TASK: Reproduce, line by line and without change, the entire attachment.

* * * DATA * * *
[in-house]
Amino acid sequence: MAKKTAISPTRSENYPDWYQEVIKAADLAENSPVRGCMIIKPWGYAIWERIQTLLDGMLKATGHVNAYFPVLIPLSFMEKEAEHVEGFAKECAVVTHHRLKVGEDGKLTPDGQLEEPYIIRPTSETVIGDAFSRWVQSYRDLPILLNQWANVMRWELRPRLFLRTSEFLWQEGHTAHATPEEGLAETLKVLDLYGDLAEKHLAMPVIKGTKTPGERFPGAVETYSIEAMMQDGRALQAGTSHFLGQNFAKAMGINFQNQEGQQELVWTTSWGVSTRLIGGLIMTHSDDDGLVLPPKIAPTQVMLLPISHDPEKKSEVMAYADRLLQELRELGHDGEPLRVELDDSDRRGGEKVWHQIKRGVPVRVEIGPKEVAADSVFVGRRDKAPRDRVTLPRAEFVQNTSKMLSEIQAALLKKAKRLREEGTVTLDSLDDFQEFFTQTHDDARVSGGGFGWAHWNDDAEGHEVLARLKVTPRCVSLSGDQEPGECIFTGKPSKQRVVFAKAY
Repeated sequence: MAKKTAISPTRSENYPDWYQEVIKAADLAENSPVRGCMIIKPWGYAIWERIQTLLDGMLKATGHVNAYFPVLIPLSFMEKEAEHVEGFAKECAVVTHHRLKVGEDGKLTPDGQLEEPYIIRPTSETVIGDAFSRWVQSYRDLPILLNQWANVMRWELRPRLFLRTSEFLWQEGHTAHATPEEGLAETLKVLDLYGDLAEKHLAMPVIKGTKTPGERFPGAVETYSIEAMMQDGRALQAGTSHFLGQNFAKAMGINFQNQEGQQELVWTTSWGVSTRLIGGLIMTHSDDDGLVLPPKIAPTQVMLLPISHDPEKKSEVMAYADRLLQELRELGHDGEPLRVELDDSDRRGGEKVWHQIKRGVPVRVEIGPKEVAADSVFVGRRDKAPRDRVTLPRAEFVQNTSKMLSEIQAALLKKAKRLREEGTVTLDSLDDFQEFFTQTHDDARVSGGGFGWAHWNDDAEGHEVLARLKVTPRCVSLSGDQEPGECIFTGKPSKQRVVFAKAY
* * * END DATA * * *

[in-house]
Amino acid sequence: MAKKTAISPTRSENYPDWYQEVIKAADLAENSPVRGCMIIKPWGYAIWERIQTLLDGMLKATGHVNAYFPVLIPLSFMEKEAEHVEGFAKECAVVTHHRLKVGEDGKLTPDGQLEEPYIIRPTSETVIGDAFSRWVQSYRDLPILLNQWANVMRWELRPRLFLRTSEFLWQEGHTAHATPEEGLAETLKVLDLYGDLAEKHLAMPVIKGTKTPGERFPGAVETYSIEAMMQDGRALQAGTSHFLGQNFAKAMGINFQNQEGQQELVWTTSWGVSTRLIGGLIMTHSDDDGLVLPPKIAPTQVMLLPISHDPEKKSEVMAYADRLLQELRELGHDGEPLRVELDDSDRRGGEKVWHQIKRGVPVRVEIGPKEVAADSVFVGRRDKAPRDRVTLPRAEFVQNTSKMLSEIQAALLKKAKRLREEGTVTLDSLDDFQEFFTQTHDDARVSGGGFGWAHWNDDAEGHEVLARLKVTPRCVSLSGDQEPGECIFTGKPSKQRVVFAKAY
Repeated sequence: MAKKTAISPTRSENYPDWYQEVIKAADLAENSPVRGCMIIKPWGYAIWERIQTLLDGMLKATGHVNAYFPVLIPLSFMEKEAEHVEGFAKECAVVTHHRLKVGEDGKLTPDGQLEEPYIIRPTSETVIGDAFSRWVQSYRDLPILLNQWANVMRWELRPRLFLRTSEFLWQEGHTAHATPEEGLAETLKVLDLYGDLAEKHLAMPVIKGTKTPGERFPGAVETYSIEAMMQDGRALQAGTSHFLGQNFAKAMGINFQNQEGQQELVWTTSWGVSTRLIGGLIMTHSDDDGLVLPPKIAPTQVMLLPISHDPEKKSEVMAYADRLLQELRELGHDGEPLRVELDDSDRRGGEKVWHQIKRGVPVRVEIGPKEVAADSVFVGRRDKAPRDRVTLPRAEFVQNTSKMLSEIQAALLKKAKRLREEGTVTLDSLDDFQEFFTQTHDDARVSGGGFGWAHWNDDAEGHEVLARLKVTPRCVSLSGDQEPGECIFTGKPSKQRVVFAKAY